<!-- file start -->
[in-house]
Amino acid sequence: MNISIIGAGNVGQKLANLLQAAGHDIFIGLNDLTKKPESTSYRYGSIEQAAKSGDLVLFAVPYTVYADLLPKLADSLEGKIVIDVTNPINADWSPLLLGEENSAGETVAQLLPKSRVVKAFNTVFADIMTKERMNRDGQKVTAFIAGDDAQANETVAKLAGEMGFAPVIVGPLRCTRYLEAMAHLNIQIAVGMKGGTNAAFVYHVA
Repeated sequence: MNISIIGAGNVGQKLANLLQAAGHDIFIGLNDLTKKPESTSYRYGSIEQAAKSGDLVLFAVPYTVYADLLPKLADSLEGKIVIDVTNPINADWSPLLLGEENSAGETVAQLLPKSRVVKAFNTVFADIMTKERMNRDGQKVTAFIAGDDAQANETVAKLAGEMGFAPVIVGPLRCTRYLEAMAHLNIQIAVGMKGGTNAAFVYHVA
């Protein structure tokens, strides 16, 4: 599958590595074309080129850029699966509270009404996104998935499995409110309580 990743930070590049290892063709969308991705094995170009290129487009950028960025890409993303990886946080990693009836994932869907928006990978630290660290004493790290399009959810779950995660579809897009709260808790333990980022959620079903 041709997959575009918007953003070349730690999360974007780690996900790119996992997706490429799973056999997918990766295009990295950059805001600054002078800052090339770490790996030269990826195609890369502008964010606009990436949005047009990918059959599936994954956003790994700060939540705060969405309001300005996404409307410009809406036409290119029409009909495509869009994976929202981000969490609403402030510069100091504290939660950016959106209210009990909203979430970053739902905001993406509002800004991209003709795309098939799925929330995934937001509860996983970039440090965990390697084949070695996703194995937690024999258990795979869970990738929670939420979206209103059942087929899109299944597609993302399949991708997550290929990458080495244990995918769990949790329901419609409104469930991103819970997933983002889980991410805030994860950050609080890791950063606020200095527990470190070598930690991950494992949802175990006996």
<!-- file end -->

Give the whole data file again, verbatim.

[in-house]
Amino acid sequence: MNISIIGAGNVGQKLANLLQAAGHDIFIGLNDLTKKPESTSYRYGSIEQAAKSGDLVLFAVPYTVYADLLPKLADSLEGKIVIDVTNPINADWSPLLLGEENSAGETVAQLLPKSRVVKAFNTVFADIMTKERMNRDGQKVTAFIAGDDAQANETVAKLAGEMGFAPVIVGPLRCTRYLEAMAHLNIQIAVGMKGGTNAAFVYHVA
Repeated sequence: MNISIIGAGNVGQKLANLLQAAGHDIFIGLNDLTKKPESTSYRYGSIEQAAKSGDLVLFAVPYTVYADLLPKLADSLEGKIVIDVTNPINADWSPLLLGEENSAGETVAQLLPKSRVVKAFNTVFADIMTKERMNRDGQKVTAFIAGDDAQANETVAKLAGEMGFAPVIVGPLRCTRYLEAMAHLNIQIAVGMKGGTNAAFVYHVA
């Protein structure tokens, strides 16, 4: 599958590595074309080129850029699966509270009404996104998935499995409110309580 990743930070590049290892063709969308991705094995170009290129487009950028960025890409993303990886946080990693009836994932869907928006990978630290660290004493790290399009959810779950995660579809897009709260808790333990980022959620079903 041709997959575009918007953003070349730690999360974007780690996900790119996992997706490429799973056999997918990766295009990295950059805001600054002078800052090339770490790996030269990826195609890369502008964010606009990436949005047009990918059959599936994954956003790994700060939540705060969405309001300005996404409307410009809406036409290119029409009909495509869009994976929202981000969490609403402030510069100091504290939660950016959106209210009990909203979430970053739902905001993406509002800004991209003709795309098939799925929330995934937001509860996983970039440090965990390697084949070695996703194995937690024999258990795979869970990738929670939420979206209103059942087929899109299944597609993302399949991708997550290929990458080495244990995918769990949790329901419609409104469930991103819970997933983002889980991410805030994860950050609080890791950063606020200095527990470190070598930690991950494992949802175990006996």